Giuliani acknowledges giving a paid speech to the group in May in Washington, and he delivered another speech at an MEK gathering outside Paris on Saturday advocating regime change in Tehran. He said before the conference he planned to spend “three or four days” in Paris helping the group.

His consulting firm has also been hired by cities in Brazil and Colombia looking for new policing strategies and for ways to reduce crime, Giuliani said. He recently returned from a trip to Brazil to meet with clients before leaving for the MEK conference.

Lobbying experts said some of Giuliani’s work for overseas clients is likely to require registration under the Foreign Agent Registration Act (FARA), which mandates disclosure to the Justice Department of attempts “to influence U.S. public opinion, policy, and laws” on behalf of foreign entities or individuals. Although violations are punishable by up to five years in prison and a $10,000 fine, the Justice Department has prosecuted only a handful of cases in recent decades.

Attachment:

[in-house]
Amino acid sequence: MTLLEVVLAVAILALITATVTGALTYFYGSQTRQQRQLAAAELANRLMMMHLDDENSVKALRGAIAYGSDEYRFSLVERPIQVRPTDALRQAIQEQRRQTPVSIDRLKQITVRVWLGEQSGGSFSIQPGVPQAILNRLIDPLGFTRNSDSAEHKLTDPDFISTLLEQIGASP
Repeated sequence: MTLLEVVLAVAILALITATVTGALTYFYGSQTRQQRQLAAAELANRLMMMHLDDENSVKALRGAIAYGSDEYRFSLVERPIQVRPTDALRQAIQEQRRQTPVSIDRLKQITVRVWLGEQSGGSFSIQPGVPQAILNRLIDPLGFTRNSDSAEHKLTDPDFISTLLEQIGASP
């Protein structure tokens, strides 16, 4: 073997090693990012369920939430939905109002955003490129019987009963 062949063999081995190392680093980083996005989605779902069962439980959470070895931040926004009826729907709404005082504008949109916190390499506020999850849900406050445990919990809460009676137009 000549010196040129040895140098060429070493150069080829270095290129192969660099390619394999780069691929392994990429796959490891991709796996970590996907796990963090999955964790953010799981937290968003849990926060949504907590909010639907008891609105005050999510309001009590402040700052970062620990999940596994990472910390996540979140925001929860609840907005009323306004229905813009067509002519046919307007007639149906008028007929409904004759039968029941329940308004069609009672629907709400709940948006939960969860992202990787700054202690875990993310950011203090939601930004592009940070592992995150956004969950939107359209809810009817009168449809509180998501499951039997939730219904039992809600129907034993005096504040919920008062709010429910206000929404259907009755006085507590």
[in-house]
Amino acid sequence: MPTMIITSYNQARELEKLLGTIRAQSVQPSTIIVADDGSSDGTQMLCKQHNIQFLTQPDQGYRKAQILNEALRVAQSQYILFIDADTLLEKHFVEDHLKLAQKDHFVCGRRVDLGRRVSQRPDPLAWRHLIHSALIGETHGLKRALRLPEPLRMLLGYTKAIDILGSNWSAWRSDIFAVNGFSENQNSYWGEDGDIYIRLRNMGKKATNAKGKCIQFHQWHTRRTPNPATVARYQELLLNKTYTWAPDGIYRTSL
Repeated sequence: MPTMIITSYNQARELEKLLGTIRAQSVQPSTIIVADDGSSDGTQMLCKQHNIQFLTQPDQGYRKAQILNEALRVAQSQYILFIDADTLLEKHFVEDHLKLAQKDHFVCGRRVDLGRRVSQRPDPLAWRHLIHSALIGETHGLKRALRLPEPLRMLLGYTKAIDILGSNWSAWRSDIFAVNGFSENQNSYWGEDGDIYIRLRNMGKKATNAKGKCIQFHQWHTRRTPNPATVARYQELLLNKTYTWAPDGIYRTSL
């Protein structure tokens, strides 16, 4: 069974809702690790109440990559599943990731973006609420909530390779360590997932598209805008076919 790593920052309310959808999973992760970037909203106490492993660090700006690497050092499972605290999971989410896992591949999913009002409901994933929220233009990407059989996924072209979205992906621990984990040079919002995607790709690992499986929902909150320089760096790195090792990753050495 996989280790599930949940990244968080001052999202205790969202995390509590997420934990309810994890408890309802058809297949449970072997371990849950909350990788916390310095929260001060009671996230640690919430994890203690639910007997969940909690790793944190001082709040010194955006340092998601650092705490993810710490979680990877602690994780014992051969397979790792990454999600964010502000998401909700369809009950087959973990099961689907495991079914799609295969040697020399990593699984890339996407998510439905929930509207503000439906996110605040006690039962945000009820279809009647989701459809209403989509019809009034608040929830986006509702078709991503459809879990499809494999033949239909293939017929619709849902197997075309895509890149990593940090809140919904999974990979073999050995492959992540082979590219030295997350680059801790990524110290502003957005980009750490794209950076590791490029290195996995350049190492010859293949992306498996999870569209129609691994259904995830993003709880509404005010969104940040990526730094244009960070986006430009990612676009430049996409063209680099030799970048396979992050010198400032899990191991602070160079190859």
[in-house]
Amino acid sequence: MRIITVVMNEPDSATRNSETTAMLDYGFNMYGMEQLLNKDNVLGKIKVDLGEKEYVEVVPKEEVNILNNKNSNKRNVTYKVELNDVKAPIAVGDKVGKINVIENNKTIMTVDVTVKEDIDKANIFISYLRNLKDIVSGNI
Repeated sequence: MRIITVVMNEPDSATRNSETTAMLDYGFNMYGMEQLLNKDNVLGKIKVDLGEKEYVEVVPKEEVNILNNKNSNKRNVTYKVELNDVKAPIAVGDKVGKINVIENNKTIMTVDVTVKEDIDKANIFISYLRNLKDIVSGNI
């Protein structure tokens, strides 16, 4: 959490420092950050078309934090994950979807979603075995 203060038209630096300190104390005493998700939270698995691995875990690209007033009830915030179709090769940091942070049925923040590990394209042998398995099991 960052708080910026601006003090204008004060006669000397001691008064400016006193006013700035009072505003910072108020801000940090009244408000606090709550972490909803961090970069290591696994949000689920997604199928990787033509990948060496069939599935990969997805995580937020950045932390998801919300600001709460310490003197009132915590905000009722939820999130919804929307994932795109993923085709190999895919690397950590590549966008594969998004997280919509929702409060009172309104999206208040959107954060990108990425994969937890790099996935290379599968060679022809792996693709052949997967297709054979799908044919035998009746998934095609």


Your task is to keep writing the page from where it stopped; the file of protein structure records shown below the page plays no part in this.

Joshua Ian Rosenstein, a partner at the Sandler Reiff law firm, which specializes in FARA and other lobbying registration questions, pointed to Giuliani’s MEK speech in Washington in May as an example of political activity requiring registration.

“Political activity is a broad term,” Rosenstein said. “It includes any actions — including speeches, PR work and media outreach — that are intended to or anticipated to influence the U.S. government or the U.S. public with regard to the formulation, adoption, or modification of the policies of the U.S., or with regard to the political or public interests, policies, or relations of a foreign political party.”

Two White House spokespeople declined to comment on Giuliani or whether his work for foreign entities posed any conflict of interests for the president.

But Giuliani’s talkative and freewheeling style has irritated many White House officials, who say his frequent pronouncements are unhelpful and have often put the president in difficult positions. Giuliani often gives Trump personnel advice, White House aides said, and he said in a recent Post interview it would be good for Trump to have a more “political” chief of staff than John F. Kelly ahead of the 2018 midterms.